Hot on the heels of the news that Iranian vessels are once more calling at European ports comes a new RoRo and container service linking the Thames side port of Tilbury with the Middle East. The service, operated by the National Shipping Company of Saudi Arabia (Bahri), offers shippers a completely new option for shipping heavy roll-on/roll-off, project and containerised cargoes between the UK, Northern Europe and the Gulf region. It began in November with calls including Bremerhaven, Antwerp and Bilbao and now, withUK-based freight building strongly, Tilbury is confirmed as part of the monthly schedule.
Two vessels, the 25,957 dwt multipurpose Bahri Jeddah and sister ship Bahri Abha, built in 2013, are flexible, self-geared RoCon vessels offering 6.8 metre height clearance, 250-tonne ramp capacity and two 120-tonne deck cranes with a tandem lift capacity of 240 tonnes. They have seven decks, including two hoistable decks, the ability to carry up to 700 cars, and a combined deck capacity of 25,000 square metres, plus container capacity for 300 TEU. The ships are fully equipped to carry standard containers, rolling vehicles, tracked vehicles, static cargo, project cargo and high & heavy cargo.
Ro-Ro Cargo Ship Bahri Jeddah - Image: Manuel Hernández Lafuente
The recent arrival of the Bahri Jeddah marked the commencement of the flexible shipping link which also has the capability to handle ‘sensitive’ MoD (Ministry of Defence) and IMO Class 1 goods, subject to the appropriate export licences, etc., being in place, a feature particularly suitable for the region. After the Northern Europe calls, the service passes through the Suez Canal to call at Jeddah, Jebel Ali and Dammam.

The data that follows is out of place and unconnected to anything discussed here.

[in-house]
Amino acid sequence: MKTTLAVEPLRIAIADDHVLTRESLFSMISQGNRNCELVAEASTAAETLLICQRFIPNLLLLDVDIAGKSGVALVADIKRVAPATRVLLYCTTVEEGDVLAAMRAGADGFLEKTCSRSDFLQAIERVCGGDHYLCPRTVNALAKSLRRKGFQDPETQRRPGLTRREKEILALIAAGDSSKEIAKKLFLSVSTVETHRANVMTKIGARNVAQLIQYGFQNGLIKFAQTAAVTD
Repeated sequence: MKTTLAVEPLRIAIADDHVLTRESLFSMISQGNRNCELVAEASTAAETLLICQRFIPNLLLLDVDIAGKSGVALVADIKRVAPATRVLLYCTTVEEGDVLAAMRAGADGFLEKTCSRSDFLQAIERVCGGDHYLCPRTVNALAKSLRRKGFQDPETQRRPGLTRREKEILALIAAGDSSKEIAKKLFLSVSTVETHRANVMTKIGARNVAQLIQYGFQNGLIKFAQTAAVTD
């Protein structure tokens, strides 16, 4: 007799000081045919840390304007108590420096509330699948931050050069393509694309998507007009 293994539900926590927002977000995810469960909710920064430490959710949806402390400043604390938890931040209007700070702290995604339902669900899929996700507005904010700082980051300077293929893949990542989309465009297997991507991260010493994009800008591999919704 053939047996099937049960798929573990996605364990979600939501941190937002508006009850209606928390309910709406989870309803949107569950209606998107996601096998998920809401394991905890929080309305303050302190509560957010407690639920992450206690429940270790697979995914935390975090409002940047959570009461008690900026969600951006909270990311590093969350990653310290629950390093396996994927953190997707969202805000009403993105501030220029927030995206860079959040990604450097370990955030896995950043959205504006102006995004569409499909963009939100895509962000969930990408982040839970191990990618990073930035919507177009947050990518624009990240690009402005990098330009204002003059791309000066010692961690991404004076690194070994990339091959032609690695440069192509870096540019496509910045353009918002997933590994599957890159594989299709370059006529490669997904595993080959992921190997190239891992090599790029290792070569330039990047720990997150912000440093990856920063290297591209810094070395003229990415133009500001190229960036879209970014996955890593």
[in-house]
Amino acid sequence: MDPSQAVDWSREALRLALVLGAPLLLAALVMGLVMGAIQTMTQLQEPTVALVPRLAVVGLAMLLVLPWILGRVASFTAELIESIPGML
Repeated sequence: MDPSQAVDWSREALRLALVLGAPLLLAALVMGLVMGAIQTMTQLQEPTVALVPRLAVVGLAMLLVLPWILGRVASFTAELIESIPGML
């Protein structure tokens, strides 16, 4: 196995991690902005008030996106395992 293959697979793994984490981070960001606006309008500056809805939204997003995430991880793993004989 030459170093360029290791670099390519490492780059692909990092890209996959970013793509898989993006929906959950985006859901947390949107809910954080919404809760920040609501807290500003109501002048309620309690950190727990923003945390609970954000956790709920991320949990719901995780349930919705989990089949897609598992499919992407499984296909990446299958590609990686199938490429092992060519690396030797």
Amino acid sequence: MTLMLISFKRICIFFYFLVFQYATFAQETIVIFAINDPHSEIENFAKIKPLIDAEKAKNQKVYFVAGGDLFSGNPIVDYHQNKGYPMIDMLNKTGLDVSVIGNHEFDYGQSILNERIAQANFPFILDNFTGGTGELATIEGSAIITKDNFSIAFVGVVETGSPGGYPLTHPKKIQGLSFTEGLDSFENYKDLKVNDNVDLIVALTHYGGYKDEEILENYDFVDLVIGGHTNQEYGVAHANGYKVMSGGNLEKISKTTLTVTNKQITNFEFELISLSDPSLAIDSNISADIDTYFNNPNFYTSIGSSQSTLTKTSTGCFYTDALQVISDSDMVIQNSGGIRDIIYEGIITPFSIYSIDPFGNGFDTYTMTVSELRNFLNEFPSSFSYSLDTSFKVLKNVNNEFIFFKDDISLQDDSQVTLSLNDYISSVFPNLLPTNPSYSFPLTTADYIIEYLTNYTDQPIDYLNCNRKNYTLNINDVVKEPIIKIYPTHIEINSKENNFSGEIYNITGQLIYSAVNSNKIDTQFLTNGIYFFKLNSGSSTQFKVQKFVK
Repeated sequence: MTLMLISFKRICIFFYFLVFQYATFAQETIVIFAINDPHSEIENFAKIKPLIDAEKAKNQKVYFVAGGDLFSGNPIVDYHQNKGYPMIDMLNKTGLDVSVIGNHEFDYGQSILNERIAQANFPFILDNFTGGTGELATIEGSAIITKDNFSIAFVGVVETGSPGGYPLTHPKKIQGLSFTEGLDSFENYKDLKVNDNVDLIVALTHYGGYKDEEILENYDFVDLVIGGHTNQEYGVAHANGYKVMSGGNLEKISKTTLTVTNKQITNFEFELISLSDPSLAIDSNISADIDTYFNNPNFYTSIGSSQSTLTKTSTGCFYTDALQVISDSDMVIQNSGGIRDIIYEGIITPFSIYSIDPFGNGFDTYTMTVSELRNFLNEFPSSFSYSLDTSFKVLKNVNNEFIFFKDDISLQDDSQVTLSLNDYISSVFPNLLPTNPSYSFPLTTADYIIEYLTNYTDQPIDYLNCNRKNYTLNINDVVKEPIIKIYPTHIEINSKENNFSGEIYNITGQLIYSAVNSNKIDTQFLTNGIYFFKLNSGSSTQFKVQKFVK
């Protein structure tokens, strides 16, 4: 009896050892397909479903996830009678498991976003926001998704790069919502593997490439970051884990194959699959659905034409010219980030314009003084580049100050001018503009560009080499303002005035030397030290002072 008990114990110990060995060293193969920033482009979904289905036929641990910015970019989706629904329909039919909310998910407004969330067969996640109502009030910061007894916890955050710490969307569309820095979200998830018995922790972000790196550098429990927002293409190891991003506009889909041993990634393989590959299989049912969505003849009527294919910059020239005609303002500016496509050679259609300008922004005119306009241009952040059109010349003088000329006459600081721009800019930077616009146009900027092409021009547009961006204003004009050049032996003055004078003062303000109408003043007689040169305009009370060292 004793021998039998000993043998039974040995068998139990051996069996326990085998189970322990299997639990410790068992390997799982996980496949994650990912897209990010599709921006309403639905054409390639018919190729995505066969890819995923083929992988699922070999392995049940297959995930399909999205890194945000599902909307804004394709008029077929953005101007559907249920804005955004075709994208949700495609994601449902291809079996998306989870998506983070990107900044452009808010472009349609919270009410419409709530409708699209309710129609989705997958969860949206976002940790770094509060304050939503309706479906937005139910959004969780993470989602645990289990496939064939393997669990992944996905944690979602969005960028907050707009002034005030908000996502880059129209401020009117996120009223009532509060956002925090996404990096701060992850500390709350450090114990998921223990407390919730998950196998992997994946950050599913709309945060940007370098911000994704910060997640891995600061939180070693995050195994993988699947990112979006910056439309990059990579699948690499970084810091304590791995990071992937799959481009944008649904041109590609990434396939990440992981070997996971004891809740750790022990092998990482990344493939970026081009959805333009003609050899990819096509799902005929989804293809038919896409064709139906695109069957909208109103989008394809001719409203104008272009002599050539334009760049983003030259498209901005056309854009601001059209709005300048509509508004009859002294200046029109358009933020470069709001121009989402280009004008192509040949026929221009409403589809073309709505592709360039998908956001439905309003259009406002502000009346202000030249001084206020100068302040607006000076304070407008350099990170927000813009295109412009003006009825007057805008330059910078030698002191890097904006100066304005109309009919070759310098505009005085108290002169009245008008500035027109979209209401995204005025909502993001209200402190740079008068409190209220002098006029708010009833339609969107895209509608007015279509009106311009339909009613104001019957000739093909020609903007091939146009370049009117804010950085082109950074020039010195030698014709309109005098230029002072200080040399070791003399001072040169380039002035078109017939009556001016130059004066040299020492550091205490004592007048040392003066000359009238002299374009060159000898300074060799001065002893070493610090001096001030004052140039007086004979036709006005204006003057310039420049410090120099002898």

A wide range of other ports in the region will be served by inducement or by transhipment via own tonnage and approved partner carriers. DKT Allseas Shipping, a 50/50 joint venture between Allseas Global Logistics and De Keyser Thornton, is the liner agent for the service and Trevor Kay, Bahri service Line Manager at DKT Allseas observed:
“Thanks to the extreme flexibility of these vessels and the service, we have the benefit of not being limited to any single target sector of the market. However, a major focus is big project cargoes, which can be handled by the onboard cranes and via RoRo. The unique factor is that shippers now have the benefit of a direct call into the UK, instead of having to tranship to Antwerp.
“As Bahri is the national shipping line, government projects in Saudi Arabia are an important focus. For example, Saudi Arabia’s large railway projects will take several years of engineering and major construction work. Minor civil engineering has begun, with consequent demand for excavators and general construction equipment. Steel, sleepers, rail track and, eventually, rolling stock, will all be required, as well as all of the construction materials and engineering equipment for building stations, roads, parking and other services.
“The four rail projects will span Saudi Arabia, with the potential for connecting to other countries, and the work will continue for several years. The logical progression for any extensive rail connection would be the development of urbanisation along the route; Bahri would seek to continue securing shipments of the construction equipment and cargoes related to infrastructure support, such as power generation, telecommunications and water supply, etc. In addition, we have the ability to transport associated cargoes ranging from bridge sections to tunnelling equipment and steel fabrications, to name a few.”
With the service looking to profit from some of the major engineering projects in the region, such as Egyptian oil & gas projects transiting through Alexandria the service will consider inducement for calls ranging across a wide variety of ports including Djibouti, Dar es Salaam , Mombasa, Sohar, Abu Dhabi, Doha, Bahrain, Kuwait, Umm Qasr, Massawa, Jubail, Mumbai and Karachi/Port Qasim.
Source: Handy Shipping Guide